Maybe it isn't only the university model that needs to be looked at, it may be their purpose that the universities need to reconsider. Is it simply to put as many people through the university process no matter the cost to those students? Might it be time for univieristies to look at the value they are providing to their stakeholders. Do the students coming out have the knowledge and skill that the market place wants so those students can pay for the cost of their educations? Are the taxpayers getting value for their tax support such that the students are filling the employment needs of the State, that the services/research/expertise is enhancing the the employment based in the State? Are the legislators (who are drawn from the general citisenry) being given the full and open description of the university practices so they will have sufficeint understanding to make the proper desicions for all of the State education system? We hear much about banks being 'too big to fail' and that they should be allowed to fail when they fail in their roles. Maybe the Boards and adminstrators of our unversities should be given that reality, that they can fail and that they should be allowed to fail. Maybe it is the mind set of 'tenure' that the univeristies have allowed to permiate their culture to the point that they have become aloof from the day to day realities of society. They have lived so long on the goodwill and trust of others that they no longer appreciate what those who have provided them with suppport do, so the universities can exist. When there is a disconnect with the market place companies that succeed look at all asspects of the disconnect and change to address the problems. Maybe it is time that the universities and their governing bodies look at all aspects of the issues at hand and change so they can become sustainable.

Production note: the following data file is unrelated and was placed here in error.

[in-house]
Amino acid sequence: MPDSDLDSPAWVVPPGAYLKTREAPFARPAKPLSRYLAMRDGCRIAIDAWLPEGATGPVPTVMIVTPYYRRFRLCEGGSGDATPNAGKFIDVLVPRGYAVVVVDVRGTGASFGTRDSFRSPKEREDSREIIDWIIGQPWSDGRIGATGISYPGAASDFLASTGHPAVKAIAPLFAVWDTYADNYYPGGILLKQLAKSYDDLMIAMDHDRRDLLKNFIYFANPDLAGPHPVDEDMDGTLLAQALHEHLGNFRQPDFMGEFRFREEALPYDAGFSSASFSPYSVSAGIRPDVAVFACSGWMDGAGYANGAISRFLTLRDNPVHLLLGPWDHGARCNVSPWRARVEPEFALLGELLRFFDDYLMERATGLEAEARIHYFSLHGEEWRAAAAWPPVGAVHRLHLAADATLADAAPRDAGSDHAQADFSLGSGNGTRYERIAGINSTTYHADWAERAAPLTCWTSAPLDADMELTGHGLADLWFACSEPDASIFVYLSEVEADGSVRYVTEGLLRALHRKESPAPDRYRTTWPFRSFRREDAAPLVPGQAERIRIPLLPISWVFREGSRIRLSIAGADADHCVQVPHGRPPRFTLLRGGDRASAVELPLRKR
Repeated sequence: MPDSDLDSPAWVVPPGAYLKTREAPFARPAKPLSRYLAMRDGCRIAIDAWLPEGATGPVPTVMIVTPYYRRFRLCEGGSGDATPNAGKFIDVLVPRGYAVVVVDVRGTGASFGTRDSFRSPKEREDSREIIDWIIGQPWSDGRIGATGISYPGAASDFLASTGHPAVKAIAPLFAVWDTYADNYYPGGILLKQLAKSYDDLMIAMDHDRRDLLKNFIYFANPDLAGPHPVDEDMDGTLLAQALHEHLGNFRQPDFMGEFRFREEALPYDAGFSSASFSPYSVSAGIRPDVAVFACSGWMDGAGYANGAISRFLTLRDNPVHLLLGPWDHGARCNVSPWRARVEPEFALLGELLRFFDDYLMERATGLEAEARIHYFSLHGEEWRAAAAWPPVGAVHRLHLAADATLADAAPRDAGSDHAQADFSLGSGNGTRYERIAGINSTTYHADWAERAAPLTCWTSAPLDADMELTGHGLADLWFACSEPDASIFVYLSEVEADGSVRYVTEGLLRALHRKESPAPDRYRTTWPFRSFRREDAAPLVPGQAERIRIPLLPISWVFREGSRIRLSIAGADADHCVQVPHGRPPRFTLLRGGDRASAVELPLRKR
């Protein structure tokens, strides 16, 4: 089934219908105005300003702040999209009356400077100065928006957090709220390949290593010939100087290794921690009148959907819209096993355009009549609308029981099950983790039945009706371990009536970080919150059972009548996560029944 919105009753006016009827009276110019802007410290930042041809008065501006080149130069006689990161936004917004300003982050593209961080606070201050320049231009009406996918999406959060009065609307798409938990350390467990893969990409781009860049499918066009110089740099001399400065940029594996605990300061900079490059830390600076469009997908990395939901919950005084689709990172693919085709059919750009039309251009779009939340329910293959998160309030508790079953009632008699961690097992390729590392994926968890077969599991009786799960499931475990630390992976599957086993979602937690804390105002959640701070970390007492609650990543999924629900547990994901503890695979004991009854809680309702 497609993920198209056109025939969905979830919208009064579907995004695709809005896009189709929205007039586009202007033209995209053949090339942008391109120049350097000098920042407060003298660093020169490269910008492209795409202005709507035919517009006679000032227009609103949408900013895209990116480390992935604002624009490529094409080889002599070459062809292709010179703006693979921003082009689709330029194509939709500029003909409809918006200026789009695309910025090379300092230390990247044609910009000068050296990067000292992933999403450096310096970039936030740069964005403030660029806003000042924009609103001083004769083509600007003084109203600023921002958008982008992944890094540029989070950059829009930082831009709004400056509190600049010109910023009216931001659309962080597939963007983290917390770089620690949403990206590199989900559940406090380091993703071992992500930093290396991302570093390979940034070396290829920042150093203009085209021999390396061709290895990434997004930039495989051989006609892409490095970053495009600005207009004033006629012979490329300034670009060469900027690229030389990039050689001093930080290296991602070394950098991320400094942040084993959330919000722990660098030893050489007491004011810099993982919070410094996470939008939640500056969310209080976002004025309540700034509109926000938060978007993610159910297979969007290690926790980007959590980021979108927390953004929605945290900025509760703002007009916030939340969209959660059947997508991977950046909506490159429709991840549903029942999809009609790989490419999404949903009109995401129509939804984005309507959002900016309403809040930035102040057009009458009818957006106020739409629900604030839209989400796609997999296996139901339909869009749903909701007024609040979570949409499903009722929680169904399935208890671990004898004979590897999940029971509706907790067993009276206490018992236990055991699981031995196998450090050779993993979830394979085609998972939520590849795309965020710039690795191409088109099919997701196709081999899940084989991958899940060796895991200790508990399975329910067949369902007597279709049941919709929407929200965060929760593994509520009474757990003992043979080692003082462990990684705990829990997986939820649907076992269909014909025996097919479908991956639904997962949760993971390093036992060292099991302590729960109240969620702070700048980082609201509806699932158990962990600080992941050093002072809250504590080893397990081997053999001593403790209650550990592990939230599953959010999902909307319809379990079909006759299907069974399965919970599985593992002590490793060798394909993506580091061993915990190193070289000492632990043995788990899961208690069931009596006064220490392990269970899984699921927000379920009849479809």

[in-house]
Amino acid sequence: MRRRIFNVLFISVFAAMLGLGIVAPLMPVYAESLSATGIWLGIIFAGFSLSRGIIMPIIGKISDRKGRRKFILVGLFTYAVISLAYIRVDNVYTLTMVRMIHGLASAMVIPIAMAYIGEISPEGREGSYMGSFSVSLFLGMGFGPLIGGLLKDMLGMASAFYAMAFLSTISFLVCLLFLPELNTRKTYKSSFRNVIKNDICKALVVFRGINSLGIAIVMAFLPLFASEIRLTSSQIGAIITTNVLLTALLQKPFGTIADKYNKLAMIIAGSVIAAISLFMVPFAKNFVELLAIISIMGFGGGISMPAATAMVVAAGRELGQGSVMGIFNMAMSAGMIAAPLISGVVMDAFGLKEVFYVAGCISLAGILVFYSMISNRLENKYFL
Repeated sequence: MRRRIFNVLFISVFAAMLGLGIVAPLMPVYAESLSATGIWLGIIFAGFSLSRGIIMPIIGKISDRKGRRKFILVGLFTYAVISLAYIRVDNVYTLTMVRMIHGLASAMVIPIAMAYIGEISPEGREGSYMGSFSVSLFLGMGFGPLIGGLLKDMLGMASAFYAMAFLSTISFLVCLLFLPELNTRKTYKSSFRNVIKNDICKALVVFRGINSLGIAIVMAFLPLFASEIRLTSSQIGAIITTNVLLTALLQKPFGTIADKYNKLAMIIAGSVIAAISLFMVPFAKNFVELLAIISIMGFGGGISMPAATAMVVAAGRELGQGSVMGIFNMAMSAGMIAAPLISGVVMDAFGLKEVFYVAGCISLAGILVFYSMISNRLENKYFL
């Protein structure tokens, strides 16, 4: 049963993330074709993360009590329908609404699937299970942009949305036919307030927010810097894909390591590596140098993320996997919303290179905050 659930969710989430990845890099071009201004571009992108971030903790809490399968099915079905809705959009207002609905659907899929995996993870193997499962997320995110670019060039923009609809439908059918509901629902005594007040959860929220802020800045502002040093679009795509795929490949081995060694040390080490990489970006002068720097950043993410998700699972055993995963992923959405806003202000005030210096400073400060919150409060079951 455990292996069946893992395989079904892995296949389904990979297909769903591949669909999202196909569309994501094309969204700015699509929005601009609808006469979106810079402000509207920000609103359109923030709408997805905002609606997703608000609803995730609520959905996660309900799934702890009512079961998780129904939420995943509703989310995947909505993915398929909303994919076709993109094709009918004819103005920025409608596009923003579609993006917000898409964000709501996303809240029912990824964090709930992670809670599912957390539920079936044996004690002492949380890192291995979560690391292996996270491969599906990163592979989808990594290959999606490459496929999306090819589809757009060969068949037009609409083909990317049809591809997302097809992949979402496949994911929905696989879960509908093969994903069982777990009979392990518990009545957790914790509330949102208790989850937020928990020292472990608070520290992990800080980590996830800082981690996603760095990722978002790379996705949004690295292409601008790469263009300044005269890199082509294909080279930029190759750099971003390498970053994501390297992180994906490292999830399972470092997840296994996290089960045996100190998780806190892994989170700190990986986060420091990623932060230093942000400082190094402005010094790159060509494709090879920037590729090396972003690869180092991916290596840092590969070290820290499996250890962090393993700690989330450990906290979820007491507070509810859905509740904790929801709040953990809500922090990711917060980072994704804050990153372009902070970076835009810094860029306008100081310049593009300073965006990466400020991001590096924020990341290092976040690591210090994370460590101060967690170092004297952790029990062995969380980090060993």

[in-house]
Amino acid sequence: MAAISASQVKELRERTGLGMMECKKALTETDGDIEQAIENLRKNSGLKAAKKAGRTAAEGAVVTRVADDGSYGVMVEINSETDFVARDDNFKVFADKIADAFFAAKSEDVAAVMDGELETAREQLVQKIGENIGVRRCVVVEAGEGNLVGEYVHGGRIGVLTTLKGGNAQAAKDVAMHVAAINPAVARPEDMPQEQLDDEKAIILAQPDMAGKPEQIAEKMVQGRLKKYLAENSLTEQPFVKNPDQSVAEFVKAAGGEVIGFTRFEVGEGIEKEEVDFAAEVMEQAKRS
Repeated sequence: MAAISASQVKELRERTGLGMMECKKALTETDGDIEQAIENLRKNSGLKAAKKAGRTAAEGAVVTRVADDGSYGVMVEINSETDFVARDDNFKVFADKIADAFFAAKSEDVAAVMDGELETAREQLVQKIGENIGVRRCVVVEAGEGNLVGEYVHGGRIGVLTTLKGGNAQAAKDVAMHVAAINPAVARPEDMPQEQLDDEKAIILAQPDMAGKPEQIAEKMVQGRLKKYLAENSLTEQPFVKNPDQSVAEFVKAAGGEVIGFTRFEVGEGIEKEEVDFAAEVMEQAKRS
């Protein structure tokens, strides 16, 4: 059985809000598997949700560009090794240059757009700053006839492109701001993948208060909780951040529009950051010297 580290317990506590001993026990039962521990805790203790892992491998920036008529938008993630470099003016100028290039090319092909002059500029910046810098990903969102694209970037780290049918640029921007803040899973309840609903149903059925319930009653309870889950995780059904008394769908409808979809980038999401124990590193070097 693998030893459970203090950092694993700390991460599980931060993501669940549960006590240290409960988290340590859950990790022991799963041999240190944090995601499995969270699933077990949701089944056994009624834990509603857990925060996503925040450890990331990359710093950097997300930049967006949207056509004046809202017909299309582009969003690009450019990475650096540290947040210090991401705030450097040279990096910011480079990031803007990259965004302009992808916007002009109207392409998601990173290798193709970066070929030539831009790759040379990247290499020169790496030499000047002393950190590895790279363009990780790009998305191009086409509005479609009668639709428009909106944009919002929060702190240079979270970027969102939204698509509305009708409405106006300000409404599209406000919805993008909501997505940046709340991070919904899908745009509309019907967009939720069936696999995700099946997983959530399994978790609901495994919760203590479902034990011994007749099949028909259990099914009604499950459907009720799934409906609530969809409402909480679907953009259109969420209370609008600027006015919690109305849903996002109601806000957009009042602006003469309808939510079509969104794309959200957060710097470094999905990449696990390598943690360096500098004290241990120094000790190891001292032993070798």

Esteban
Wed, 07/18/2012 - 12:29am
If it's true that "twenty years ago at the U of M, public support provided 75 percent of costs; tuition and fees, only 25 percent" and now the situation is reversed, then it's the *legislators who voted to decrease public funding to universities* who are responsible for rising tuition costs and the student debt crisis. (Universities were forced to increase tuition to compensate for the decreased revenue from states.) Conservative republicans are quickly dismantling public higher education and turning it over to the private sector. The result, as is the result with all markets, is that some are able to afford education and some are not. It will continue to get worse unless we elect legislators who believe in the the power of the public sector and the rights of all Americans to the opportunity that education allows.